You may have seen this story but I wanted to share it. With all of the lousy stuff going on around the world from ISIS killing prisoners to companies clear cutting the Amazon, there are occasionally a glimpse into the potential of humankind. Recently, Tanner Brownlee raised $3000 to buy his father’s patrol car, a Charger with 147,000 miles. His Dad was killed in the line of duty in 2010 after he and other officers pursued a suspected car thief into a subdivision after a high-speed chase. However, at the auction to raise money for C.O.P.S. (a fund for widows and orphans of law enforcement officers killed in the line of duty) he found himself outbid by someone who seemed intent on buying the car. Then something wonderful happened.
Brownlee could not compete with the other bidders who pushed the price of the bar to an amazing $60,000. He appeared crest-fallen in the video after rancher Steve Wells claimed the keys. Wells then turned around, walked over, and said, “Tanner, here’s your car.”
Wells then refused to speak with the media because he did not want to take away from the moment.
It is a moment that we can all relish, frankly. It is so powerful because it combined a boy who fought hard to buy the car of his fallen father and a stranger who was determined to make that a reality.
9 thoughts on “Colorado Teen Outbid In Effort To Buy Late Father’s Patrol Car, Then . . .”
I only hope the other people outbidding him also had similar intentions.
Moving story. Getting that kid his dad’s car, while donating a large amount of money to police widows and orphans at the same time – great testament to humanity.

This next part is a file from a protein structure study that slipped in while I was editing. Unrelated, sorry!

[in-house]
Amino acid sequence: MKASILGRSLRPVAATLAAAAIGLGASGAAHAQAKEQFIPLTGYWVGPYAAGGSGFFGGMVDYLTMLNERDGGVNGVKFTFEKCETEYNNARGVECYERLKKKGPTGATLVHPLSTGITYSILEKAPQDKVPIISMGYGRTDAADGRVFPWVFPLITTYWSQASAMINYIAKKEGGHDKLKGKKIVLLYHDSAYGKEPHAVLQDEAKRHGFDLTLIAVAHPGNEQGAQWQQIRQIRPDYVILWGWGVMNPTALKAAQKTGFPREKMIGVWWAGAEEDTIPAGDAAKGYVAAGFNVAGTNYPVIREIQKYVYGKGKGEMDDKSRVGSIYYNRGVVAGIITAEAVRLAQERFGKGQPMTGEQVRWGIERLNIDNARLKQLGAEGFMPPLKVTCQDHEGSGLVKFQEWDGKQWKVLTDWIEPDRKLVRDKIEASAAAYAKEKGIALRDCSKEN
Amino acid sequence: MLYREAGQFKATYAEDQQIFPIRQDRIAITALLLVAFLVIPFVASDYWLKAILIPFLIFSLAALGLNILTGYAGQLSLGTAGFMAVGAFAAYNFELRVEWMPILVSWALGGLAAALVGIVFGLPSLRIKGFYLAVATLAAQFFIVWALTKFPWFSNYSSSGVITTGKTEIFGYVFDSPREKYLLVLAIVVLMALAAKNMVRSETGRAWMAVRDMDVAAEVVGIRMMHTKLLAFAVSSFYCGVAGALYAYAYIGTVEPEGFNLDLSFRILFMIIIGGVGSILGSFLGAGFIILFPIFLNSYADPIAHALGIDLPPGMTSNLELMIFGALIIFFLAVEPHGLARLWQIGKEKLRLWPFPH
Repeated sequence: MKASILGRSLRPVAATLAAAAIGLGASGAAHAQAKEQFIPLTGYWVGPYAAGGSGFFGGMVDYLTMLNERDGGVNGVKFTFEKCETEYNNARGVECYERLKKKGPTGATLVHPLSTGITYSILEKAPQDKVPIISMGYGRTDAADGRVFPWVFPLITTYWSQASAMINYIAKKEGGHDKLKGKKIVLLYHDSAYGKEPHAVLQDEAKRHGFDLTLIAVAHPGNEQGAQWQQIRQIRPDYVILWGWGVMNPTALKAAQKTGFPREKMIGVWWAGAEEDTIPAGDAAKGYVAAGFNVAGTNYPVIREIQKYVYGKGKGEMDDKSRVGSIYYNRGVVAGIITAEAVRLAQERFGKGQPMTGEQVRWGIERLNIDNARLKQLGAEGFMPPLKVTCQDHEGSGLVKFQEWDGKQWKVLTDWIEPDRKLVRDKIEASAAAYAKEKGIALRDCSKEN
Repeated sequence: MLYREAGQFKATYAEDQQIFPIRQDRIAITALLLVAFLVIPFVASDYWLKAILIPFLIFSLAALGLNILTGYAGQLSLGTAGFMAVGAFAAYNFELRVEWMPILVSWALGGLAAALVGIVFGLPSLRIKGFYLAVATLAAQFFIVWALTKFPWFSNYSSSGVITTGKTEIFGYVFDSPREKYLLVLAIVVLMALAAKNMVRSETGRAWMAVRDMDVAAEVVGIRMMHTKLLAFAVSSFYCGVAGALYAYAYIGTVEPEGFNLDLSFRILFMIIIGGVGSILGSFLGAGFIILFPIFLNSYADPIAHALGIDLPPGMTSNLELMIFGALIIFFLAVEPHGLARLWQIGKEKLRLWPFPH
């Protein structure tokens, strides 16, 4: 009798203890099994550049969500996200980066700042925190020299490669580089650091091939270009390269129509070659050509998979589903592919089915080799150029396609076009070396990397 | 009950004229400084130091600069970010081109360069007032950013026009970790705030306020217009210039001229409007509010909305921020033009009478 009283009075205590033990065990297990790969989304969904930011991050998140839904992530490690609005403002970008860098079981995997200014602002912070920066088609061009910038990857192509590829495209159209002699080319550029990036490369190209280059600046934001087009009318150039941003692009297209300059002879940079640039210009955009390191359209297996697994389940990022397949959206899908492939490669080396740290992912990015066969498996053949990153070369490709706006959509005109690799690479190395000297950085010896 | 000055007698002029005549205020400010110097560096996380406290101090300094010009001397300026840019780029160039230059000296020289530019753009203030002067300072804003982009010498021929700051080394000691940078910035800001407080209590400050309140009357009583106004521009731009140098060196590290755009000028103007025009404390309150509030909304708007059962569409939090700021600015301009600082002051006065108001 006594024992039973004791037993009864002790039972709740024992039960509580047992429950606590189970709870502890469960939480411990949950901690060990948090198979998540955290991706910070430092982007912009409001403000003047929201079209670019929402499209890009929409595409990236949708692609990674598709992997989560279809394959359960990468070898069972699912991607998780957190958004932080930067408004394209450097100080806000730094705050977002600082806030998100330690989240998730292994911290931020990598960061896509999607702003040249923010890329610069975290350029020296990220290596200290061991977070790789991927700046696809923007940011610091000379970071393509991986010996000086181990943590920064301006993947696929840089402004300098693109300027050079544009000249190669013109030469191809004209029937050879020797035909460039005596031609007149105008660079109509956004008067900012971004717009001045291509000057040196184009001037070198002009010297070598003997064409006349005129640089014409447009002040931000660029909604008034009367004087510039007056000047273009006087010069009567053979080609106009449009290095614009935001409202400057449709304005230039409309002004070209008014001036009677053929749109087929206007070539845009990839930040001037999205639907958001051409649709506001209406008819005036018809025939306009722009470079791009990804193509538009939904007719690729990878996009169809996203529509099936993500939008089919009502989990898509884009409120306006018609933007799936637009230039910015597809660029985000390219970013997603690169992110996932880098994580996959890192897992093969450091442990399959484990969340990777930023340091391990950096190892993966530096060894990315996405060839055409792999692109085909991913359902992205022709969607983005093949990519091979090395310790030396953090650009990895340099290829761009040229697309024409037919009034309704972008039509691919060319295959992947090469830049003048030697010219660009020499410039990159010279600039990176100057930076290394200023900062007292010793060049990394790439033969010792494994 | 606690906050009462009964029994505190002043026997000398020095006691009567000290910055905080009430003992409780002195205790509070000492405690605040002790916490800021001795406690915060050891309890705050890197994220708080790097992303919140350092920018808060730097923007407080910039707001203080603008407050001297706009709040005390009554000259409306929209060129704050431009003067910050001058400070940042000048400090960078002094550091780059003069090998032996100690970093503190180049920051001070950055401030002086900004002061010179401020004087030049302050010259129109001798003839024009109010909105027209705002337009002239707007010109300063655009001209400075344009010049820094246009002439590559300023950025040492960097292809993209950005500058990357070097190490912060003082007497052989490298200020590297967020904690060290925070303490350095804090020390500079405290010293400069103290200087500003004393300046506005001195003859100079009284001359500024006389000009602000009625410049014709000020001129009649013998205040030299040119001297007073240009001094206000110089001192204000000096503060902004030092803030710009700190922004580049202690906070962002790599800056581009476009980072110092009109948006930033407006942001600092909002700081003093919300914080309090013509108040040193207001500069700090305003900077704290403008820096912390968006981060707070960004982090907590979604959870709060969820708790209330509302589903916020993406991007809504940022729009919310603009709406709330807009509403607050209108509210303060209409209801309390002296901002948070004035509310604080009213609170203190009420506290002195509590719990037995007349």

And thanks for the positive cop story, Professor Turley. 🙂
Meanwhile in the real world. What about this woman’s family?
Rule of law for who?
A wonderful act of selflessness and generosity.
Thanks for sharing the story professor.
“With all of the lousy stuff going on around the world from ISIS killing prisoners to companies clear cutting the Amazon, there are occasionally a glimpse into the potential of humankind.”
I thought we all (in academia) cared about truth and honesty. You mention no state action in the “lousy” stuff going on in the world…. Hmmmm wonder why…
This is a wonderful story. Humans can be a powerfully good as they can be powerfully bad. May the good ones be more plentiful.
Really nice story. Kudos to you Mr. Wells. And while all can likely appreciate the meaning for the son/family, those who have lost a close family member decades earlier then expected might be especially moved. I know I was.
How refreshing. Thanks JT.
Comments are closed.